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By Manny Cruz for the Pacific Daily News
"Politicians very rarely will do anything simply because it's 'the right thing to do,'" Sherer said. "They represent communities, and if they aren't hearing from the community then nothing will happen. If you're looking at the future of medical cannabis on Guam and you're not part of it—it's not going to happen. Stay frustrated, and do something about it." - Steph Sherer
The University of Guam is hosting a forum Wednesday evening to discuss the latest developments in the island’s ongoing quest for full implementation of a medical marijuana program, four years after voters approved it.
The forum is being coordinated by graduate students in the School of Business and Public Administration and seeks to raise awareness about the next steps toward full implementation of the Joaquin (KC) Concepcion II Compassionate Cannabis Act of 2013, a release states.
The medical program has been dormant, first because of a lack of rules and regulations, and recently because of a lack of public interest in creating a required testing laboratory.
Concerns with home cultivation
The government has approved home cultivation by eligible patients and their caregivers until marijuana becomes available at dispensaries. As many as six flowering plants and 12 juvenile plants can be grown for each patient.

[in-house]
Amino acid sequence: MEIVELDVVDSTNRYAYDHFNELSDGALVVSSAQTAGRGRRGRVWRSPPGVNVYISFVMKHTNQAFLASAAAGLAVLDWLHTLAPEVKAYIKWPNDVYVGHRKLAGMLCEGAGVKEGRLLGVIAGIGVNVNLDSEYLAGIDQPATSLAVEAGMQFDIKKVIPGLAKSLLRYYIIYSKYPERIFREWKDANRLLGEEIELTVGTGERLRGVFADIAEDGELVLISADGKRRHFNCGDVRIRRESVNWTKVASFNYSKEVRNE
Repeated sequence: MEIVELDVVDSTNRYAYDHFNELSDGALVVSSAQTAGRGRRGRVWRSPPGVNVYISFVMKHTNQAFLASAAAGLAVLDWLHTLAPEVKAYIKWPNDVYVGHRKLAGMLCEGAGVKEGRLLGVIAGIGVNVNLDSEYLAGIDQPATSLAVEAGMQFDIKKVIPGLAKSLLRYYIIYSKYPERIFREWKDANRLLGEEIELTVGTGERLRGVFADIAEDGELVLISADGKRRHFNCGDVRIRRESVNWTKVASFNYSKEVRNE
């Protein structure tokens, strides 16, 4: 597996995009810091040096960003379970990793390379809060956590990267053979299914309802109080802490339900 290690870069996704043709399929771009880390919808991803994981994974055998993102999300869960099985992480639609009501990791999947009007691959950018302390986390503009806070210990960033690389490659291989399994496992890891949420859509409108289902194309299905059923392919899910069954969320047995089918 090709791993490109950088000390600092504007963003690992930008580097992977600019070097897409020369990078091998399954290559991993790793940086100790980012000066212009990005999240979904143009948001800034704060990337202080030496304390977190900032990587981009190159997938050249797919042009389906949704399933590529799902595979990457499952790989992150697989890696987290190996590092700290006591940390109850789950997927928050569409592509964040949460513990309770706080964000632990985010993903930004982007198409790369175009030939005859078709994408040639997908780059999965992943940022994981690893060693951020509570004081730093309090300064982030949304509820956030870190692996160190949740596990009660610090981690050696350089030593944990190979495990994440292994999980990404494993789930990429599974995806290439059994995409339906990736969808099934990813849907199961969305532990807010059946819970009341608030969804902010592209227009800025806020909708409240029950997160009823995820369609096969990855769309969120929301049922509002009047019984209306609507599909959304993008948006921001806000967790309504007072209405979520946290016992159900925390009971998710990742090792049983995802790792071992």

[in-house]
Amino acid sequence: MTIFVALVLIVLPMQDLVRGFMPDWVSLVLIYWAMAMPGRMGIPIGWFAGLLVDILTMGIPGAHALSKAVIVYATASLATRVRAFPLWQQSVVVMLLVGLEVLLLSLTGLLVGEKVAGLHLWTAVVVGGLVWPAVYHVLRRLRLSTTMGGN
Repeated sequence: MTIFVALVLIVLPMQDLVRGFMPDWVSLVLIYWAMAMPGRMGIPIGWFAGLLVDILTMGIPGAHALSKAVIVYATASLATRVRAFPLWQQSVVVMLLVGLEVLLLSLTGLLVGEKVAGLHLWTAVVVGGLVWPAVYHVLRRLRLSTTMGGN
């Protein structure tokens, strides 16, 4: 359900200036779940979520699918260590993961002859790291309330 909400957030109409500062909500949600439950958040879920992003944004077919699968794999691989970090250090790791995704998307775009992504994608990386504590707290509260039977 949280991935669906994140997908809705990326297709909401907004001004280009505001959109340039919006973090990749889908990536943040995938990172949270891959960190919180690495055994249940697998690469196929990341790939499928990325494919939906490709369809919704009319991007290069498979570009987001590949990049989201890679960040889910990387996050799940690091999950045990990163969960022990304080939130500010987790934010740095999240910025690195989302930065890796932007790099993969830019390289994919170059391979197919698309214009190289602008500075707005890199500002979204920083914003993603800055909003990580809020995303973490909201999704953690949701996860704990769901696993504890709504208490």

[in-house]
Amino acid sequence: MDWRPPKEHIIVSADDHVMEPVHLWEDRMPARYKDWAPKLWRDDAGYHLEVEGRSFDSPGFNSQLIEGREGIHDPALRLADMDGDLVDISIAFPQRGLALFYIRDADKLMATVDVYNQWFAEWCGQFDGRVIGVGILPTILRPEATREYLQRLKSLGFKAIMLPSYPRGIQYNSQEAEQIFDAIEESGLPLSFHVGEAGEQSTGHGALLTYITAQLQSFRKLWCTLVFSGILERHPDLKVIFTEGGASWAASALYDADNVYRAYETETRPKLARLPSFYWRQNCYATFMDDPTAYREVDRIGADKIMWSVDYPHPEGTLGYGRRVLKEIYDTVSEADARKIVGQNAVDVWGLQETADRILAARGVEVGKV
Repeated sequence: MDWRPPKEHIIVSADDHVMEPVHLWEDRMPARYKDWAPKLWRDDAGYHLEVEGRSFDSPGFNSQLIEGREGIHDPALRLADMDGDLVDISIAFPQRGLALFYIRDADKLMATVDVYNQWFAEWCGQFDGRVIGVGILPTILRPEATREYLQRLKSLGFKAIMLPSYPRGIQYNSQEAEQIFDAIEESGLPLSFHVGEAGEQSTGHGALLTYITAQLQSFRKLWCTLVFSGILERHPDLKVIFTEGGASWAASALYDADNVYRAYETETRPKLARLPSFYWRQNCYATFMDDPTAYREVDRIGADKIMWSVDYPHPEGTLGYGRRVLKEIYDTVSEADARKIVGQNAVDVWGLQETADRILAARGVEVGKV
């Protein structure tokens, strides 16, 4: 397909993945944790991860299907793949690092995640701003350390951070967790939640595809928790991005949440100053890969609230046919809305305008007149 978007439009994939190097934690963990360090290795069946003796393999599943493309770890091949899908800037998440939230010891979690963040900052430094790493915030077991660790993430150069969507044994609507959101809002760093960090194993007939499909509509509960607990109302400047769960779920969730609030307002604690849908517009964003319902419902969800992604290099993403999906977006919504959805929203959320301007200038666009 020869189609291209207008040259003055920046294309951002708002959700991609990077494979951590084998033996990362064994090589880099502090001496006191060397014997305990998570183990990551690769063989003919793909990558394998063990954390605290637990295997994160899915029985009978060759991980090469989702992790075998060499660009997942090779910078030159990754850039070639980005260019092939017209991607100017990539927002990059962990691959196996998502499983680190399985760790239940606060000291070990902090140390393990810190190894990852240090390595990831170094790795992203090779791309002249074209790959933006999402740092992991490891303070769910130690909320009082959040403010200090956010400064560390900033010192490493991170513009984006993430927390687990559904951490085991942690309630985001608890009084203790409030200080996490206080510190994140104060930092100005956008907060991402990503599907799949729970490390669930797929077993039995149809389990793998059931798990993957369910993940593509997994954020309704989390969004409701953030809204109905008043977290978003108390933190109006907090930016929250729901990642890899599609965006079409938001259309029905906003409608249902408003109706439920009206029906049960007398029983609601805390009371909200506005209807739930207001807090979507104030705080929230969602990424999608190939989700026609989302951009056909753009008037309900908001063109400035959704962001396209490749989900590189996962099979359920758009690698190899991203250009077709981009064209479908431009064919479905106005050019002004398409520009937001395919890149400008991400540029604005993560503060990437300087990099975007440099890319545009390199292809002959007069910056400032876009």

The home cultivation law, however, does not protect caregivers from arrest and prosecution if they participate in home cultivation, Grassroots Guam told lawmakers earlier this month.
Implementation of home cultivation also is hindered by a lack of funding for certain elements of the program, such as a tracking system and inspectors under the Department of Public Health and Social Services.
Implementation must come from the people
Steph Sherer, a visiting cannabis expert and executive director of Americans for Safe Access, said the impetus for implementation must come from the people, if the island is to see a full implementation of the medicinal marijuana program.
"Politicians very rarely will do anything simply because it's 'the right thing to do,'" Sherer said. "They represent communities, and if they aren't hearing from the community then nothing will happen. If you're looking at the future of medical cannabis on Guam and you're not part of it—it's not going to happen. Stay frustrated, and do something about it."
The UOG forum is open to the public and will be held in Rooms 131 and 129 of the Jesus and Eugenia Leon Guerrero Building from 6 p.m. to 8 p.m.